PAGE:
Female Surgeons in the Media
Harassment and Bullying of female surgeons
Our College has been the subject of media attention in the past few weeks on the subject of sexual harassment of female surgical trainees. The President, Michael Grigg, responded by confirming the College’s zero tolerance policy of any form of harassment, physical or emotional against trainees, Fellows or College staff. In addition, an expert panel has been convened to investigate the scope of the issue and suggest ways in which our College can best respond. It is imperative that, if any individual associated with our College is the victim of bullying or harassment, they should have no fear that reporting such behavior will negatively impact on their training or their employment. Sadly, this is not currently the case as demonstrated by numerous conversations I have had in the last week. I met last week with the Secretary of NSW Health, Dr Mary Foley, who has expressed the commitment of the Ministry to work with our College to address this important matter within public hospitals and to support anyone who has suffered such harm. I will keep you informed of our progress in this area.
The recent media coverage of comments made by a Sydney surgeon has brought a very important issue to light.
Sexual harassment in the workplace is not condoned in any context.
While acknowledging that this is an issue in any workplace, I would hope that it is not as prevalent as the surgeon in question reports it to be. The feedback I have had from hundreds of trainees, both male and female, is that our profession treats its colleagues in a respectful and collegiate manner. However, there is always a risk that these sensitive issues are under-reported for fear of persecution. If this is the case, we need to know about it.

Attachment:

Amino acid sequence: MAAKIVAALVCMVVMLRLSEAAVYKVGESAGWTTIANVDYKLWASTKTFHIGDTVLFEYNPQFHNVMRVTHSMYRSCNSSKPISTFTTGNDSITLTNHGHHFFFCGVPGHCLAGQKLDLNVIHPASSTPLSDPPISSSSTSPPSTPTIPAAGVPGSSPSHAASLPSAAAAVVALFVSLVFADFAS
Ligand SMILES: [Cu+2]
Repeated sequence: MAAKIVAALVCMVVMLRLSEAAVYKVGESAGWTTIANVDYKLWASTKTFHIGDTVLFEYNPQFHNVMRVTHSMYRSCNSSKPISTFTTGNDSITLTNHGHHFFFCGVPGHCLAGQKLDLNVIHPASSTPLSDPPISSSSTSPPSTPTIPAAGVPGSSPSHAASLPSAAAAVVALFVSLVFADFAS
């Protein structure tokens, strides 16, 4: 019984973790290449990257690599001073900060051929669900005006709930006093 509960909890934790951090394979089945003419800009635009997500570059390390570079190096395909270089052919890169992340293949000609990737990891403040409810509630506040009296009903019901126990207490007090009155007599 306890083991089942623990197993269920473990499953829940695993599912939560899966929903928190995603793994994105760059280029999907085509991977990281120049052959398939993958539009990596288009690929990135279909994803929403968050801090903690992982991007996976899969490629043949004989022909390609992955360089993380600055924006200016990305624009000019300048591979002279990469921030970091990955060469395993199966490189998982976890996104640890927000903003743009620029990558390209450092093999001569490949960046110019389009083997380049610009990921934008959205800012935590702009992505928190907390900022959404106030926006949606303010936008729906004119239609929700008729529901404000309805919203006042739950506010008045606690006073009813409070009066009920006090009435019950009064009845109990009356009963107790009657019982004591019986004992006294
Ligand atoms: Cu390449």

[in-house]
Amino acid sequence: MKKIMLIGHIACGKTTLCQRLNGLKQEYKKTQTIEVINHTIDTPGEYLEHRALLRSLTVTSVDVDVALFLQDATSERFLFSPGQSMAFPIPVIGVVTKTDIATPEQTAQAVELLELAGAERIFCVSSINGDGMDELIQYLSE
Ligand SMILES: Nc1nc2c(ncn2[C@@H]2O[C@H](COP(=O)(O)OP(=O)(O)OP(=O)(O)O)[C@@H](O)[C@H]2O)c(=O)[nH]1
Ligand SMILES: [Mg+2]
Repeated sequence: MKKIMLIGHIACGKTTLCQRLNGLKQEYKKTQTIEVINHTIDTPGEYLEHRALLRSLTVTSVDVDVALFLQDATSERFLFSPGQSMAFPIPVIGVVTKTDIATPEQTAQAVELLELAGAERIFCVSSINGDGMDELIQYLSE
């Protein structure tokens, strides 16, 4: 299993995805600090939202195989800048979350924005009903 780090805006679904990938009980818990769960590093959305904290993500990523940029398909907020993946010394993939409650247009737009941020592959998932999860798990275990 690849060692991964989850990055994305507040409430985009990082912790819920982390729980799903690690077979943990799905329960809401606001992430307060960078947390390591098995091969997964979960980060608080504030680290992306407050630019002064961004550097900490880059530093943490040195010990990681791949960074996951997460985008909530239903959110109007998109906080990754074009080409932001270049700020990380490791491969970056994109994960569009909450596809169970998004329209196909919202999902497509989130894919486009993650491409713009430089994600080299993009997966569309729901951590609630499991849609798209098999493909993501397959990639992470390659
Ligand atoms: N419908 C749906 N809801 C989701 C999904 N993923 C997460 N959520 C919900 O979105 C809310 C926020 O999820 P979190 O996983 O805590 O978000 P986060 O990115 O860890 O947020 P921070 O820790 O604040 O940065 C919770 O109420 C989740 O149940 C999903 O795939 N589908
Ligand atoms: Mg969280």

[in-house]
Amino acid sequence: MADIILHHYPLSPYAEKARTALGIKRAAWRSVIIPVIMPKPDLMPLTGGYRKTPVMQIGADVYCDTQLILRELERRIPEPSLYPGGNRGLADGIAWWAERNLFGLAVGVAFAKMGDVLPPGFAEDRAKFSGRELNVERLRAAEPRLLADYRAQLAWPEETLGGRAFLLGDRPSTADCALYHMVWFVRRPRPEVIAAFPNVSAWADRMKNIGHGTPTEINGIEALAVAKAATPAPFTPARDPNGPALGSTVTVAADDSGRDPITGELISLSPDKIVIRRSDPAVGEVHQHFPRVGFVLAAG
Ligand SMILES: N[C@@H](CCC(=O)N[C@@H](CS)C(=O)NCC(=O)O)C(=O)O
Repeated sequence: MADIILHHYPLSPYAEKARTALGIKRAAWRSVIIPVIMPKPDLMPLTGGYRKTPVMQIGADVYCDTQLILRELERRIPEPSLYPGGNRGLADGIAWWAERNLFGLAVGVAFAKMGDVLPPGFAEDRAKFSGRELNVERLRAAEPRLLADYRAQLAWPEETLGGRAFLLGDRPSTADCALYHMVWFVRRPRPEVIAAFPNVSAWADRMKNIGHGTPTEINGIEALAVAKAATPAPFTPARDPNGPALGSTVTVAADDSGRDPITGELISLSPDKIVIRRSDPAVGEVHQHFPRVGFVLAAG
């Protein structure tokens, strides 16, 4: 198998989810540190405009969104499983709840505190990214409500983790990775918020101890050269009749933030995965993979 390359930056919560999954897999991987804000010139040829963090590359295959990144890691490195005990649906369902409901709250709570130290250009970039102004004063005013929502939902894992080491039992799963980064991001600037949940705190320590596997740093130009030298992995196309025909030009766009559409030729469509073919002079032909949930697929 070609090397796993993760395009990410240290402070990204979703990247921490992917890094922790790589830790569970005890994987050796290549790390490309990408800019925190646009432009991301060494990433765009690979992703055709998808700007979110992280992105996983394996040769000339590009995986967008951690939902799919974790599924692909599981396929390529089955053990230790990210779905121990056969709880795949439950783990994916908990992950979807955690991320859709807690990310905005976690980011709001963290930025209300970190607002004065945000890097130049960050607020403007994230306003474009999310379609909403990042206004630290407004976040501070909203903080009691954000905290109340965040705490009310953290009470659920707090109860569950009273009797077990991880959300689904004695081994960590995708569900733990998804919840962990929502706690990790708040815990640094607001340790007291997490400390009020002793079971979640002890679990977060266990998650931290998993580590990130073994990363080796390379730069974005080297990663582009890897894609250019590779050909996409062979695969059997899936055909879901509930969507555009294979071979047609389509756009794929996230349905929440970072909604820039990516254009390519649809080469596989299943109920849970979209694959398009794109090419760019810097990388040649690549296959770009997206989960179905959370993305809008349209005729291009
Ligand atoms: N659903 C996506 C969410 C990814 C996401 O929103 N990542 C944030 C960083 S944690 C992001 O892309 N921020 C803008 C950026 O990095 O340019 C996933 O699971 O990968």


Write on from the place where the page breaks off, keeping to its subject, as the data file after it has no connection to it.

RACSTA provides you with a few different avenues to pursue should you feel you are subjected to sexual harassment in the workplace.
1. End of term survey – our most recent survey indicated to us that a very small percentage of trainees were subjected to adverse working conditions (not necessarily sexual harassment). These trainees indicated to us that they were willing to be contacted to resolve these issues. All issues were resolved without complaint. You will receive the survey in the next week.
2. Direct contact with RACSTA chair – all concerns come directly to me and are addressed with priority along with Ruth Mitchell, our Support and Advocacy chair
The past 48 hours have been met by the RACSTA board with a mixture of disgust, dismay and embarrassment. Ours is a noble profession. We work hard and we study hard. Our families often suffer because of our dedication to our work. I have tremendous pride in my job and my colleagues. Anything that puts a mark on our professional standing is deserving of our full attention. If this type of behavior persists in our workplace, we will work our hardest to stamp it out.
The advice given to trainees by the published surgeon to tolerate certain behavior in order to progress their career, is wildly off the mark. It’s not alright. We live in an age of equal rights and entitlement. Included in those rights is the right to thrive in your chosen career without discrimination, harassment or bullying and without fear of retribution should one speak out.
Dr Grant Fraser-Kirk
Chair, RACS Trainees’ Association